The Kenrei are tiered into the three Dao, the three paths of life into which each soul is born. The Dao are not inviolate: marriage (a bride and her children assume her husband’s Dao), ordination (to become a Wu Jen) and royal edict can change a citizen’s Dao. Passing the Royal Examination to serve the Obsidian Throne is not a promotion into being a Shen, but it is a step toward such a goal.
The Dao of Dragons (Those who Protect)
The Shen walk the Dao of Dragons, earning it through their ancestry or through Royal Edicts. Just as the Skies overlook the world beneath it, so too are the Shen charged with studying the battlefield, civilization, the lores and the soul. Only through culture and learning can the Shen lead their people to prosperity, protect the Kingdom and bring honor to their lineage.
More than any other Dao, the Shen are held to the highest and strictest of standards. Those who cannot maintain their Honor become are cast out of their families as Ronin or asked to commit Ritual Suicide to cleanse their soul of sin and bring Honor back to their family.
The Dao of Spirits (Those who Dream)
The smallest of all Dao, the Wu Jen are tasked with guiding Kenrei to enlightenment, seeking the truth to the world and their own personal quest of spiritual illumination. The life of a Wu Jen is allowed only for those who can speak to the spirits (Witches or Mystics) or those who can master the difficult disciplines of the Kenrei faith. Those who are unable to perform either must walk the Dao of Mortals and become Nin-gen.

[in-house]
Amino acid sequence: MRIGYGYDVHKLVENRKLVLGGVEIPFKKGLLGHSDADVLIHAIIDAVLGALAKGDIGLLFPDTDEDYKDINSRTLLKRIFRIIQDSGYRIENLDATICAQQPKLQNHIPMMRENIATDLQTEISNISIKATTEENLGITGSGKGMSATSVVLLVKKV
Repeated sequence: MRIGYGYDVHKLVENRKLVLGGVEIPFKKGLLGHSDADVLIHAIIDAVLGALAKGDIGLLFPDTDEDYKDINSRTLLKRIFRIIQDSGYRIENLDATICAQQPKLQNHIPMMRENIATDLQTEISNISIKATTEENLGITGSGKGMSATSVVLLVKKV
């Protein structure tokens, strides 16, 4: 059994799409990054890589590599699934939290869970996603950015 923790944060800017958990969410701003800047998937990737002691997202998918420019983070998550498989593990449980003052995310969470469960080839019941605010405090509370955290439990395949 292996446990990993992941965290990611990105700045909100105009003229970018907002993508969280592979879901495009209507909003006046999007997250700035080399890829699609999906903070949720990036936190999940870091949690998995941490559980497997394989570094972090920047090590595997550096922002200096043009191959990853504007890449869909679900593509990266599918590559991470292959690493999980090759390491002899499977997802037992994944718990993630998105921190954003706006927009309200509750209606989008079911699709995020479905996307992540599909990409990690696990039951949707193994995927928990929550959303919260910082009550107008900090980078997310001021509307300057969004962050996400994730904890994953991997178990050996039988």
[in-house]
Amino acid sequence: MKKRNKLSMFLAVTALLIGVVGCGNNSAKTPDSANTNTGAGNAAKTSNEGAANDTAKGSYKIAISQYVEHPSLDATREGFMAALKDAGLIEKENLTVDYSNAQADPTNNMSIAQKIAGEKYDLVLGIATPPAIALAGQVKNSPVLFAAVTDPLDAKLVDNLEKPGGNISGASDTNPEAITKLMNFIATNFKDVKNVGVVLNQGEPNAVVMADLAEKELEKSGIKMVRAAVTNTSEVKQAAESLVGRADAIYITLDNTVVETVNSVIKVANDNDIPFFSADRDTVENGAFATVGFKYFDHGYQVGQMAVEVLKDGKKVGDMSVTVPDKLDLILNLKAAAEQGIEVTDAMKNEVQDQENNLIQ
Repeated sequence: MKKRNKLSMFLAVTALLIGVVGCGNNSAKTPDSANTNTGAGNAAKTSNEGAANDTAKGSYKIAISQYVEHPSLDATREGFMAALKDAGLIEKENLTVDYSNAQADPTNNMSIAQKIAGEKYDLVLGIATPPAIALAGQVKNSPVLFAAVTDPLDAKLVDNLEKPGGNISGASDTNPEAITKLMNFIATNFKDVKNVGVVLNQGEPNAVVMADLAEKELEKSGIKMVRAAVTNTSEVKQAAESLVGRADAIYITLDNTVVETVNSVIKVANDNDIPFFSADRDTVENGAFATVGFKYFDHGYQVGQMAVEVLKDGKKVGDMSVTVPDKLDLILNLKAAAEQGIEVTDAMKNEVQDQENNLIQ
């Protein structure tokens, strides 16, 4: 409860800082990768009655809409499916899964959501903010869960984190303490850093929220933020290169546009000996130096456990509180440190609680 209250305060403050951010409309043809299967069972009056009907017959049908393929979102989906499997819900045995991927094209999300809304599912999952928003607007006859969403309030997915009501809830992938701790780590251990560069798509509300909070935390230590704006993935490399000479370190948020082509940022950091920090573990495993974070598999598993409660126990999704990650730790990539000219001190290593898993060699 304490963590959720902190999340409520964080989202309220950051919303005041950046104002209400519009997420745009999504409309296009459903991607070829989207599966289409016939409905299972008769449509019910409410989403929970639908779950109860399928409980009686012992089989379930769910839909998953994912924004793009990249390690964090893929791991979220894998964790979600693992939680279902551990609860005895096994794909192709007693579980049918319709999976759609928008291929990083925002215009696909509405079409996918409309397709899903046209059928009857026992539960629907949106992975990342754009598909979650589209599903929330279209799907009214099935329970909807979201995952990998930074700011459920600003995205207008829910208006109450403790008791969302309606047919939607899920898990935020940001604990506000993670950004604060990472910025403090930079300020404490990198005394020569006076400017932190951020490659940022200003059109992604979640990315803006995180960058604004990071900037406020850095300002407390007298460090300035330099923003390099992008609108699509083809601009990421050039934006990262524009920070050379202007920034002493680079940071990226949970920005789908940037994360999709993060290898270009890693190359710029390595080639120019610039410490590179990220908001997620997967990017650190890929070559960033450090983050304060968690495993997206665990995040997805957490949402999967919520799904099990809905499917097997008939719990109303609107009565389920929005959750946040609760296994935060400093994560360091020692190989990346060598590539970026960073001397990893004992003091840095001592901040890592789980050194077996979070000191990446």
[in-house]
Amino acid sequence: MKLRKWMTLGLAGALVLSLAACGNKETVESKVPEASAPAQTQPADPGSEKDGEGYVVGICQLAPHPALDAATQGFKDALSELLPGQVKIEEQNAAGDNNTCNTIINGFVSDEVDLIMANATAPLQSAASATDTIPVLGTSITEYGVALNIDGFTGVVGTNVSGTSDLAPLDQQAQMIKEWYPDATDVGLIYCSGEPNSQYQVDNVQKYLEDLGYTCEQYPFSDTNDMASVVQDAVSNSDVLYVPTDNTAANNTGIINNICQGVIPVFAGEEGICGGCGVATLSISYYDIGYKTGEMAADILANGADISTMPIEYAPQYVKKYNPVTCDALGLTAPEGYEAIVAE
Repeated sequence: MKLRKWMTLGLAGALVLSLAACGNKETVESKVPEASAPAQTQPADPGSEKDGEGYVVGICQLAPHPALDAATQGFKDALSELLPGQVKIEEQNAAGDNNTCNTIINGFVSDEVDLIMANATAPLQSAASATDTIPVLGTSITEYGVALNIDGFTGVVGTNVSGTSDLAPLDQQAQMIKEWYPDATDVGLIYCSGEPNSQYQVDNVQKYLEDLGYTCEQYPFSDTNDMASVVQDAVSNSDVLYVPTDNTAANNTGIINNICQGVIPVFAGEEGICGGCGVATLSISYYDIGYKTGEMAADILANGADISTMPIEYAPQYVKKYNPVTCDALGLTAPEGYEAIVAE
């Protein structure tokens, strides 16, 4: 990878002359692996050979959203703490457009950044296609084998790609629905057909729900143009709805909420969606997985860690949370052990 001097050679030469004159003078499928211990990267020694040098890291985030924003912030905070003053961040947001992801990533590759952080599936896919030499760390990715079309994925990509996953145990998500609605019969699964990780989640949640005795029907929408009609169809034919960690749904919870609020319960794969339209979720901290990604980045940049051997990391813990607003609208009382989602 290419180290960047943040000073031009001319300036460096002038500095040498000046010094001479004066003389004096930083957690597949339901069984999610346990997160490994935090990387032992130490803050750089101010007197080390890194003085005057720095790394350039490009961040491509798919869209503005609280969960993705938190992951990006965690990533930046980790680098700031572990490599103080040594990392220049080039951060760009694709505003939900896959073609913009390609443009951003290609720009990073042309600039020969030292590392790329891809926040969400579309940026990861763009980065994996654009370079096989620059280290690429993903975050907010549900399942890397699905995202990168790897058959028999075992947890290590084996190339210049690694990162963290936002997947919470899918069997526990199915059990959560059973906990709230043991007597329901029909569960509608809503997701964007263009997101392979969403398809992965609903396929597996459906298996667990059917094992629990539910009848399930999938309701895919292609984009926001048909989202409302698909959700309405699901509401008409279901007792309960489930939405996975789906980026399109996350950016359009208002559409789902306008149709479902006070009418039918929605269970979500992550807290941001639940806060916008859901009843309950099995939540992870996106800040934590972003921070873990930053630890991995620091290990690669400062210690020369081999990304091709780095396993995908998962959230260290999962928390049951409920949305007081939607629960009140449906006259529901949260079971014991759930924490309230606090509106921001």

While some Wu Jen live in monasteries within the heart of the wilderness, others have their temples in the midst of cities, offering instruction and enlightenment to all who enter and performing rituals and ceremonies to appease the spirits. A few Wu Jen live under the patronage of Shen households, acting as spiritual advisor to its members – these Wu Jen are often (but not always) members of that family.
The Dao of Mortals (Those who Serve)